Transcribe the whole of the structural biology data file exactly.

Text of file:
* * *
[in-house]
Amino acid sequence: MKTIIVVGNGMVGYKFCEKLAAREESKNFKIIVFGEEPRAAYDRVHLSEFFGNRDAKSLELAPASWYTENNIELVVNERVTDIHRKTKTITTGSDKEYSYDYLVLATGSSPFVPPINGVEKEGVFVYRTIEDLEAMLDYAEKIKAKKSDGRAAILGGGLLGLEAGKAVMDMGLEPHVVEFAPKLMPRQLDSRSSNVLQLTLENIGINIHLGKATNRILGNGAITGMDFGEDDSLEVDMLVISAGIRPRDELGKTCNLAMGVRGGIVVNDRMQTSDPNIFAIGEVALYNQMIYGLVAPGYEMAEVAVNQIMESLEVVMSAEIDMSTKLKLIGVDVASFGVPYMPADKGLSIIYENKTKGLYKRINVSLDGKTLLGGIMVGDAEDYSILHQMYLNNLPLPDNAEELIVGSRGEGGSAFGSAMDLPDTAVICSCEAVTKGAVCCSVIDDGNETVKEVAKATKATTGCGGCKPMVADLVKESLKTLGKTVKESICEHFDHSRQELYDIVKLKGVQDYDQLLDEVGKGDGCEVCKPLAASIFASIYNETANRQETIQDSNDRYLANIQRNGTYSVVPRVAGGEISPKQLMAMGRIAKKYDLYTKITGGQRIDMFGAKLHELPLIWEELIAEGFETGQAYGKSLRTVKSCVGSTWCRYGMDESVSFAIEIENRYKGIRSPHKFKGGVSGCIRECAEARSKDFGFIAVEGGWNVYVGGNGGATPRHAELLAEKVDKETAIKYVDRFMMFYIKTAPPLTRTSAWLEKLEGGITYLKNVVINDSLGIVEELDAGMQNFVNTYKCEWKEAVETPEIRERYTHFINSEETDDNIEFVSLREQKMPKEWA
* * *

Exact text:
[in-house]
Amino acid sequence: MKTIIVVGNGMVGYKFCEKLAAREESKNFKIIVFGEEPRAAYDRVHLSEFFGNRDAKSLELAPASWYTENNIELVVNERVTDIHRKTKTITTGSDKEYSYDYLVLATGSSPFVPPINGVEKEGVFVYRTIEDLEAMLDYAEKIKAKKSDGRAAILGGGLLGLEAGKAVMDMGLEPHVVEFAPKLMPRQLDSRSSNVLQLTLENIGINIHLGKATNRILGNGAITGMDFGEDDSLEVDMLVISAGIRPRDELGKTCNLAMGVRGGIVVNDRMQTSDPNIFAIGEVALYNQMIYGLVAPGYEMAEVAVNQIMESLEVVMSAEIDMSTKLKLIGVDVASFGVPYMPADKGLSIIYENKTKGLYKRINVSLDGKTLLGGIMVGDAEDYSILHQMYLNNLPLPDNAEELIVGSRGEGGSAFGSAMDLPDTAVICSCEAVTKGAVCCSVIDDGNETVKEVAKATKATTGCGGCKPMVADLVKESLKTLGKTVKESICEHFDHSRQELYDIVKLKGVQDYDQLLDEVGKGDGCEVCKPLAASIFASIYNETANRQETIQDSNDRYLANIQRNGTYSVVPRVAGGEISPKQLMAMGRIAKKYDLYTKITGGQRIDMFGAKLHELPLIWEELIAEGFETGQAYGKSLRTVKSCVGSTWCRYGMDESVSFAIEIENRYKGIRSPHKFKGGVSGCIRECAEARSKDFGFIAVEGGWNVYVGGNGGATPRHAELLAEKVDKETAIKYVDRFMMFYIKTAPPLTRTSAWLEKLEGGITYLKNVVINDSLGIVEELDAGMQNFVNTYKCEWKEAVETPEIRERYTHFINSEETDDNIEFVSLREQKMPKEWA